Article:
Goji Berries---Blindness



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Goji Berries
Where the optic nerve passes the retina, there are no photoreceptors. In each upside down image of the world that forms on our retina, there is a hole. But we never see that hole. It is because our brain does the seeing, smoothing over the hole. More generally, we see what we expect to see— expectation structures cognition. So much of our world is invisible to us because of it. To shed light on our incapacity, I would like to share two puzzles and a paper on stereotypes.

Price Dispersion on Amazon
Amazon makes price discovery easy, controls some aspects of quality by kicking out sellers who don’t adhere to its policies and provides reasonable indicators of quality of service with its user ratings. But still, on nearly all items that I looked at, there was substantial price dispersion. Take, for instance, the market for a bottle of Nature Made B12 vitamins. Prices go from $8.40 to nearly $30! With taxes, the dispersion is yet greater. If the listing costs are non-zero, it is not immediately clear why sellers selling the product at $30 are in the market. It could be that the expected service quality for the $30 seller is higher except that between the highest price seller and the next highest price seller, the ratings of the highest price seller are lower (take a look at shipping speed as well). And I would imagine that the ratings (and the quality) of Amazon, which comes in with the lowest price, are the highest. More generally, I have a tough time thinking about aspects of service and quality that are worth so much that the range of prices goes from 1x to 4x for a branded bottle of vitamin pills.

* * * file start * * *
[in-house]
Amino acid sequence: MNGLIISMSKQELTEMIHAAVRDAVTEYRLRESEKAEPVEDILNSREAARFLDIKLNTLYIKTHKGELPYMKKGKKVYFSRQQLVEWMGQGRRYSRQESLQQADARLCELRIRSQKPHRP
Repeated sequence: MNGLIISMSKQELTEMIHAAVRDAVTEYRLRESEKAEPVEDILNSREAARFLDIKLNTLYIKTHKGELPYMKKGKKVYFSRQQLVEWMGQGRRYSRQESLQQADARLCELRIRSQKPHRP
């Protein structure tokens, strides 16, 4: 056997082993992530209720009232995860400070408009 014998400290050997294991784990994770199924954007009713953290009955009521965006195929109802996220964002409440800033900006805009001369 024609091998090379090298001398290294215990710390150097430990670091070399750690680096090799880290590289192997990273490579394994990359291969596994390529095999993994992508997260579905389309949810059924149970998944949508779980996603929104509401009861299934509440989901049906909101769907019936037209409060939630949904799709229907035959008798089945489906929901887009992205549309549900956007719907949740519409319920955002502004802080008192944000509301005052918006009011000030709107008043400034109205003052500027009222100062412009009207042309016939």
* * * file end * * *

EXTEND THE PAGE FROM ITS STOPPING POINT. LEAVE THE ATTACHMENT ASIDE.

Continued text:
The Puzzle of Stock Trading
“… It is not unusual for more than 100M shares of a single stock to change hands in one day. Most of the buyers and sellers know that they have the same information; they exchange the stocks primarily because they have different opinions. The buyers think the price is too low and likely to rise, while the sellers think the price is high and likely to drop.”
Thinking Fast and Slow. Daniel Kahneman.
Stereotypically Blind
In a recent paper, Doug and I find that stereotypes affect what people see. When asked to count the number of men and people of color in a set of avatars with same composition, labeling the avatars as Democrats (Republicans) changed what numbers people reported. People reported seeing more women, people of color among Democratic avatars than among Republican avatars.
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Gaurav @soodoku

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